Tuesday, October 11, 2011
Interview with Children's Author Maha Huneidi
Terri: What age range is your book for?
A: I didn’t think of an age range when I wrote the book. I just wrote a picture book for my granddaughter. When I later ran the Flesch Kincaid reading level on Word, it gave me grade 4.2. In Amazon it’s listed as 9 to 12. I really can’t understand this age classifications thing, especially if parents can read the book to their kids. In my mind I was writing a book that parents would read to kids starting at 3 years old, because I wrote it for my granddaughter who was just about 3 when I sent the galley proof to my son. He read it to her and she loved it, and now she’s over her fear. She sometimes tells her Mom “the monster came last night,” and when her Mom asks if she was frightened she says, “I made friends with him.”
Terri: Can you share a memory of yours or a story of you from when you were within the age range of your target readers?
A: I remember being afraid of the dark and seeing little monsters all around my bed closing in on me in the dark, I was petrified. They were little, but there were so many of them! My parents would come in and look for the monsters, but they always disappeared when the lights came on. For little kids things can look so different in the dark. Sometimes I would see a monster on the dresser, and when my parents turned on the lights it would turn out to be a jar or something like that, but there was no consoling me; I was terrified of the dark.
Terri: How has life changed for children today than when you were that age?
A: The first thing that comes to mind is all the technology. We never even dreamed of it. The computers, cell phones, electronic games… kids now live in a completely different world than the one we knew. I think it’s great, so long as there’s a balance between their use of the Internet and their interaction with nature… Another thing that has changed, in a way that’s not so good, is the consumerism. We didn’t have that in my time. You bought something and used it and then it was handed down… none of that nowadays. The sad thing is that we contribute to it as well. How can I help it as a grandparent? I just want to buy all that cute stuff for my granddaughter.
Terri: How is life still the same?
A: For me family ties are still the same and parents still want to do the best they can for their children. Other than that I think that life is very different now. It was very different for my children, and now it’s even more different for my granddaughter.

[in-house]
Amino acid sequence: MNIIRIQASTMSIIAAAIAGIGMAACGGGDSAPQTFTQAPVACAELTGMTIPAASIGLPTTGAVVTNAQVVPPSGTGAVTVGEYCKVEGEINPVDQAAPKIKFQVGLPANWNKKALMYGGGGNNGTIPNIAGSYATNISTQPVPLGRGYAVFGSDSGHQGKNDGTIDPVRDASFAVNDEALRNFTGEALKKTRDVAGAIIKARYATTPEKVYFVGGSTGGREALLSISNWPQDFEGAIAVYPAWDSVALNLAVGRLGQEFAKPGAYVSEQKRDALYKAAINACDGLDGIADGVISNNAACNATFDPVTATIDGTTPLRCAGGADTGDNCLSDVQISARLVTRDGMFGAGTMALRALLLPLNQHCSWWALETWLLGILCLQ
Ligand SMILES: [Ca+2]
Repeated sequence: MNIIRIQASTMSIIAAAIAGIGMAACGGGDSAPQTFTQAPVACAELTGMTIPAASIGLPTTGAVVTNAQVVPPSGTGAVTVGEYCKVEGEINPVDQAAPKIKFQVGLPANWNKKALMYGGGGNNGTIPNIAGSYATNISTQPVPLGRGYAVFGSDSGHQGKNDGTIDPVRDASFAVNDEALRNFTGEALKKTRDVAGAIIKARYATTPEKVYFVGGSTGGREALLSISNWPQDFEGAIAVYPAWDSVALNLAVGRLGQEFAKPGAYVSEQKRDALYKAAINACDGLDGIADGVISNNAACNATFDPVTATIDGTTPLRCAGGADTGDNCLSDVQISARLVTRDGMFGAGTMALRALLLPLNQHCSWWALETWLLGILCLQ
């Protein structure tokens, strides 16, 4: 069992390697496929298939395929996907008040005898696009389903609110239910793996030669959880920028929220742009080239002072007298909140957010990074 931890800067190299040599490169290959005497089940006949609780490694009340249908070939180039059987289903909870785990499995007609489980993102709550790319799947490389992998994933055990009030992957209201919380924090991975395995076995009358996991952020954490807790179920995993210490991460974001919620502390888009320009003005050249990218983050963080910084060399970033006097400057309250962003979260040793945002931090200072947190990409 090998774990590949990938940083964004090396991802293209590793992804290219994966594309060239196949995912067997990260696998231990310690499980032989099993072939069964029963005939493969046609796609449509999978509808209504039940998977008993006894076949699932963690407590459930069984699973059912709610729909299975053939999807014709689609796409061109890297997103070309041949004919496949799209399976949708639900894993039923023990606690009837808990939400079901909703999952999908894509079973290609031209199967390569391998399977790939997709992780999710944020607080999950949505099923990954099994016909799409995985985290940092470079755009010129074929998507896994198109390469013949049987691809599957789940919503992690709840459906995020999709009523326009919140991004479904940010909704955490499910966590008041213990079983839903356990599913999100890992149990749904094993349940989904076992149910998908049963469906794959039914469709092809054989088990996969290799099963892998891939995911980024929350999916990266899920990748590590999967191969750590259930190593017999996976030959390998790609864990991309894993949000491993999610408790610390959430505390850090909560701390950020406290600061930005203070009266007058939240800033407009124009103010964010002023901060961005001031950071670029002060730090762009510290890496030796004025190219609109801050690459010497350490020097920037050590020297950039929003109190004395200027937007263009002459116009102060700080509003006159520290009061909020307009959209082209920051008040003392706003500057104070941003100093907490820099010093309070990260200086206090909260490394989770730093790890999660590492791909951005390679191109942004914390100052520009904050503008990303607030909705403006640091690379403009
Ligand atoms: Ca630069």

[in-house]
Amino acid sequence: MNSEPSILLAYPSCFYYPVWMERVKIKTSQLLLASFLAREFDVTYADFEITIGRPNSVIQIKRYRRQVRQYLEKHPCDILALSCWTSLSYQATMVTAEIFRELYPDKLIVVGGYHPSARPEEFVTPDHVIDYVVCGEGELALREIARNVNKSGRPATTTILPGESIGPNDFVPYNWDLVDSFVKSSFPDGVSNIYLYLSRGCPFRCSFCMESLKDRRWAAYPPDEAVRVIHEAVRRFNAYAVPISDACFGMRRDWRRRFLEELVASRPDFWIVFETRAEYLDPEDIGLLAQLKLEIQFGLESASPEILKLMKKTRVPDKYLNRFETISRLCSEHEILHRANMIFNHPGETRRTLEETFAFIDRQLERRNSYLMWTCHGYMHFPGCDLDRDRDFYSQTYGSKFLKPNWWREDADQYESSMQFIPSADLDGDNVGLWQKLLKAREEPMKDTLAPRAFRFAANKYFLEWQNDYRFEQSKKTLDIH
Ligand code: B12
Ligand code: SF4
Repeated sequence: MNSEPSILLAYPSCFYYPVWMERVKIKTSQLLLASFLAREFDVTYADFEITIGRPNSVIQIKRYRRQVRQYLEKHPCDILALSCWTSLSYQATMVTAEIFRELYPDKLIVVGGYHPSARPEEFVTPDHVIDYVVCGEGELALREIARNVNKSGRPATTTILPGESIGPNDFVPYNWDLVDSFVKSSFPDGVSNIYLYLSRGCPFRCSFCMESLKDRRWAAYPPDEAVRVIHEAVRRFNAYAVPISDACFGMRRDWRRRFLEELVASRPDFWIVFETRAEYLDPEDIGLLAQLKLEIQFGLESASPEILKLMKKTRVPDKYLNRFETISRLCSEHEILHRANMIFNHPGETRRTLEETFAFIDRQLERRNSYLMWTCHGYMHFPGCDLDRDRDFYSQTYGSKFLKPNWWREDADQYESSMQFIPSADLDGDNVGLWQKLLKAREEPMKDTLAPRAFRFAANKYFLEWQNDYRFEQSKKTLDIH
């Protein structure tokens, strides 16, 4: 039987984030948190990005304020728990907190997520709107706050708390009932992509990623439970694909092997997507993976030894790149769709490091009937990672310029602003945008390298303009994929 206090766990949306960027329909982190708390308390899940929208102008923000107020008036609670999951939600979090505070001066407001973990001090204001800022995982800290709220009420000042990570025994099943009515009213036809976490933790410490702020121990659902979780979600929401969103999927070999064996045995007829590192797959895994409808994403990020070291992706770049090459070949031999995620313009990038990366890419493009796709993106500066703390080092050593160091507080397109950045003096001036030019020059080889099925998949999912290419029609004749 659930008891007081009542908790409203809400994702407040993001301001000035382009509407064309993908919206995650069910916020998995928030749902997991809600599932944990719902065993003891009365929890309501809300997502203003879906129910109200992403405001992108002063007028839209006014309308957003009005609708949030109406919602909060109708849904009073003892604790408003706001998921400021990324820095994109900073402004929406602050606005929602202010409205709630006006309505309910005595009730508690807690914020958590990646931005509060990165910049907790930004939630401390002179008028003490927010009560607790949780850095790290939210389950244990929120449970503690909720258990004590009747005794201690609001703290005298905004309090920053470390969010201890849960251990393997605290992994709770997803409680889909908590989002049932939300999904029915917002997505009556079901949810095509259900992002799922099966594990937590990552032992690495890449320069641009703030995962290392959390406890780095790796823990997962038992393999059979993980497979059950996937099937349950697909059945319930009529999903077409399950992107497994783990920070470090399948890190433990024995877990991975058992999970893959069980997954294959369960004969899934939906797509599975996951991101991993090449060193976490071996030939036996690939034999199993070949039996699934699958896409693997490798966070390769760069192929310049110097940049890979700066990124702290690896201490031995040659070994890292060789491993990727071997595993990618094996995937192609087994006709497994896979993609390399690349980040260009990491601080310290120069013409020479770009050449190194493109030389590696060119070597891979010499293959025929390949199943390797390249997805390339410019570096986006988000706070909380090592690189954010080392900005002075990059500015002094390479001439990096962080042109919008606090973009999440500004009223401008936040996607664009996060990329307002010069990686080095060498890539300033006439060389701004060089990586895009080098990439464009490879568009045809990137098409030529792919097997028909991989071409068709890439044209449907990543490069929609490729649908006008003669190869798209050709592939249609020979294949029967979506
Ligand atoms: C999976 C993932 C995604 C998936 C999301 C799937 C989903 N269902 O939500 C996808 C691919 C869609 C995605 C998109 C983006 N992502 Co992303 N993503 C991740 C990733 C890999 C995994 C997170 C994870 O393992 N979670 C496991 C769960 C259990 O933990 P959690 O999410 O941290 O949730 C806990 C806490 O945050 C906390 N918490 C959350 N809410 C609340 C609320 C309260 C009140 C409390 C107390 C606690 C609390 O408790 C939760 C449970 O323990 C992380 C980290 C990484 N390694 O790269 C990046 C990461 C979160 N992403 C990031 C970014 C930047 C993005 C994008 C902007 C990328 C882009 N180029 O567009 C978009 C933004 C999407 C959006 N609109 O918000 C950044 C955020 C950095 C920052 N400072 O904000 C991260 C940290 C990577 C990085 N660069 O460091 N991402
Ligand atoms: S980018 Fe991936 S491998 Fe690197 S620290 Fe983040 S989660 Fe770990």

Terri: What was your favorite toy or activity when you were that age?
A: The earliest I can remember, and I’m not sure exactly what age that was, I loved to play outside with the boys, to ride my bike, or play hide and seek with my friends. I wasn’t into dolls; I was more of a tomboy. I preferred to play with my cousin’s Mekano set (that was the Lego of our generation, except it had metal pieces and nuts and bolts).
Terri: What inspired this book and how did you decide on this age range for your book?
A: At first, I wanted to write a picture book to help kids get over their fear of the dark, because I was afraid of the dark as a kid and I know how awful it is to be frightened, but when my son told me that my granddaughter was having nightmares because she was watching monster movies, she became my inspiration. She loves monster movies. They give her nightmares and she still loves to watch them anyway, so I decided to make the book about her to help her get over her fear.
In my mind I was writing for ages 3 to 8 and I wanted to convey the idea of how our thoughts create our lives in the simplest way I could put it. I guess the story line dictated the age range.
Finally, I have four kids. Over the years, they’ve attended a lot of birthday parties. I love the idea of building a theme gift around a book.
Terri: If you were to give a gift basket to a child based on your book, what else would be in the basket besides (your book’s title)?
A: Besides “When Monsters Get Lonely” I would definitely put a “cloud b constellation night light” for kids who are afraid of the dark, or maybe one of those “dog animal pillowz” to keep them company.
Thank you so much for your time. We wish you much success with your book.